A Gift for my Bridge Student Friends

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Ray and I teach bridge during the winter to our friends in Sarasota.  We teach eight or nine classes each year.  Some of our students are beginners but several of them have been beginners for several years now. They are keen and enjoy the game but have difficulty with declarer play. One of them told me on one hand, ‘I know the right bid is four spades, but I don’t think I’ll be able to make ten tricks if I’m playing it!’ I think most bridge players look forward to the challenge of being declarer and I want our friends to learn to play well enough that they actually want to play a hand.

Declarer Play at Bridge: A QuizbookSo I am going to give them Declarer Play at Bridge, A Quizbook by David Bird and Barbara Seagram to Mona and Steve.

I like this book for a lot of reasons. First it teaches declarer play using some of the exact same concepts I use. For example, I always tell my students that when they are declarer in a trump contract, as part of their plan they should draw trumps right away unless they have a specific reason not to do so.  And David and Barbara have the same concept in Chapter One.

I really like the way the book describes all the concepts slowly and carefully with examples and explanations at a perfect level.  And I particularly like that the book is a quiz book. It teaches each concept by example. You try the problem and then, when you are ready, look at the solution on the next page. It is how I like to teach and how I like to learn.

Then the “Points to remember” feature reinforces key points.

Here is Problem 19. Now I know that advanced bridge players or experts won’t have any problem with the plan but I bet you can think of some beginners who will be doing well if they slowly work their way through the book to problem 19 and then confidently solve this problem.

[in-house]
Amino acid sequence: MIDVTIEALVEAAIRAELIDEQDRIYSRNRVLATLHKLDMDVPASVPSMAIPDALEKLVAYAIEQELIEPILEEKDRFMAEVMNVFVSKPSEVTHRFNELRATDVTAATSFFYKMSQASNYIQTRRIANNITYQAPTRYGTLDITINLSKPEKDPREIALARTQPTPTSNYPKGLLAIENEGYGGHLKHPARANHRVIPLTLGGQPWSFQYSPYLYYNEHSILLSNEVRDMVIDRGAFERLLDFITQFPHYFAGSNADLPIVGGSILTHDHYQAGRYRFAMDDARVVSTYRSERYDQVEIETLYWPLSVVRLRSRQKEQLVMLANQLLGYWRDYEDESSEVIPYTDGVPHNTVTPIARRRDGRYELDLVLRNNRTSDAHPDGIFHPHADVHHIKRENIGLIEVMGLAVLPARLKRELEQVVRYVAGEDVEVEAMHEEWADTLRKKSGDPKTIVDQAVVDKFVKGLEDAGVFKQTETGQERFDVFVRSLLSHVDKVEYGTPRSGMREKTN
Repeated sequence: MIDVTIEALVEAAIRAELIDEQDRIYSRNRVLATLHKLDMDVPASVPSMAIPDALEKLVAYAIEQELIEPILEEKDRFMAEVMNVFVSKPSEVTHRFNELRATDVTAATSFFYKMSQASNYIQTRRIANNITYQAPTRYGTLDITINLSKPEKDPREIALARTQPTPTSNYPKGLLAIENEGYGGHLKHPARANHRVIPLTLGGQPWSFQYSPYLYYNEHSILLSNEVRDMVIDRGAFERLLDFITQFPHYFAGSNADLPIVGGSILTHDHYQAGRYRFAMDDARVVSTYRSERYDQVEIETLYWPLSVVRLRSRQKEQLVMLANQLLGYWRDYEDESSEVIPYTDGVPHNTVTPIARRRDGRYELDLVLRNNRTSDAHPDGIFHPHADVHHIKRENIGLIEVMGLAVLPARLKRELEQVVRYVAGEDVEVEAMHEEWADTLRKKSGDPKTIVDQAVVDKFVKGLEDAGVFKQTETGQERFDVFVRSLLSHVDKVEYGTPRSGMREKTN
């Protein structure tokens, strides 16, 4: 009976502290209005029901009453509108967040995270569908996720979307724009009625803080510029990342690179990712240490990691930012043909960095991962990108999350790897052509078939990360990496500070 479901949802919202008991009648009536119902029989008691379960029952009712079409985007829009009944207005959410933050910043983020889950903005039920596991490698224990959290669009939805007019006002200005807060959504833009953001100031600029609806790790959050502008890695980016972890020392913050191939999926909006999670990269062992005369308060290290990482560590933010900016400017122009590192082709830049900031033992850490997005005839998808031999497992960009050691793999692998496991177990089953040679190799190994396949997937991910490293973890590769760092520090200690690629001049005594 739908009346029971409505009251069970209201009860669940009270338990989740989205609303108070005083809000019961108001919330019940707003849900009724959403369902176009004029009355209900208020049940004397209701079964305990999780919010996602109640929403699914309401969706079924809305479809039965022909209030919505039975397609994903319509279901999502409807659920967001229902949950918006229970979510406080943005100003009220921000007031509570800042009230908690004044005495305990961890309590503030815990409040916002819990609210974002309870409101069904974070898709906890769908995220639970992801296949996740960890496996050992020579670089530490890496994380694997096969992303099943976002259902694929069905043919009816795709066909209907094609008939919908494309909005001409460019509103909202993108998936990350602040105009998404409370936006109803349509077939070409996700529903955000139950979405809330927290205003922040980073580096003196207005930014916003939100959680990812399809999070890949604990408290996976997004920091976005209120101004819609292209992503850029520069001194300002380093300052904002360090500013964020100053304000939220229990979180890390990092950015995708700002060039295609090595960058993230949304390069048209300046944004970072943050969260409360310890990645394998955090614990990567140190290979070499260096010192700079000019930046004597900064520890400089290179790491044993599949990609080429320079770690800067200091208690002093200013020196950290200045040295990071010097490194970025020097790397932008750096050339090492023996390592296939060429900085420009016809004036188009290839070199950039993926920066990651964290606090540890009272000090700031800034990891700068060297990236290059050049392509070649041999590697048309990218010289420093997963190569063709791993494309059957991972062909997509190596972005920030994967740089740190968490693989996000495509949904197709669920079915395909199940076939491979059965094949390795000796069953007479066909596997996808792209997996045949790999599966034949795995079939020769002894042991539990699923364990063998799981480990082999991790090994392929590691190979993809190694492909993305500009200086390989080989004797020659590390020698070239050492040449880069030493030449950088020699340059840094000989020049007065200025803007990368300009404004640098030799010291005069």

Problem 19

 

N
 
Q72
Q98532
7
K82
J
S
 
KJ10983
7
A62
A64
W
West
N
North
E
East
S
South
1
1
3
3
Pass
4
All Pass
 
 
 

You and your partner bid strongly to a game in spades. How will you plan to make this contract when West leads the  J?

You have one loser in spades, to the ace. In hearts you have one loser and in diamonds you have two losers. In clubs you have a slow loser on the third round. You start with this position:

Losers:         1 Total: 5

You need to reduce the loser count from five to three. You may be able to ruff your two diamond losers in the dummy, but you will have to plan the play carefully to achieve this. Your first decision is this: ‘Where should I win the first trick?’

This book will be wonderful for anyone who is starting to learn declarer play or someone who is having trouble becoming a good declarer. It is the kind of book that teaches slowly and systematically while still letting the reader have fun. I am confident that my friends will be able to master the basics of declarer play with this book.

Oh the answer? I won’t reproduce it all, but suffice it to say, just think about where you want to win the first trick and it will come to you.

Who Should Get my Favorite Bridge Book?

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I have been a bridge player for a very long time. I started playing bridge in high school.  There was no one to teach me.  There was no ACBL junior program in those days.  My parents played social bridge occasionally (my mother continued to be a social bridge player into her eighties) but I didn’t know that at the time. I started to learn the game by picking up a bridge bidding book (now hopelessly dated, of course). Eventually I enlisted the boy next door, Mark, to play with me and he rounded up some buddies and we would often play most of the evening.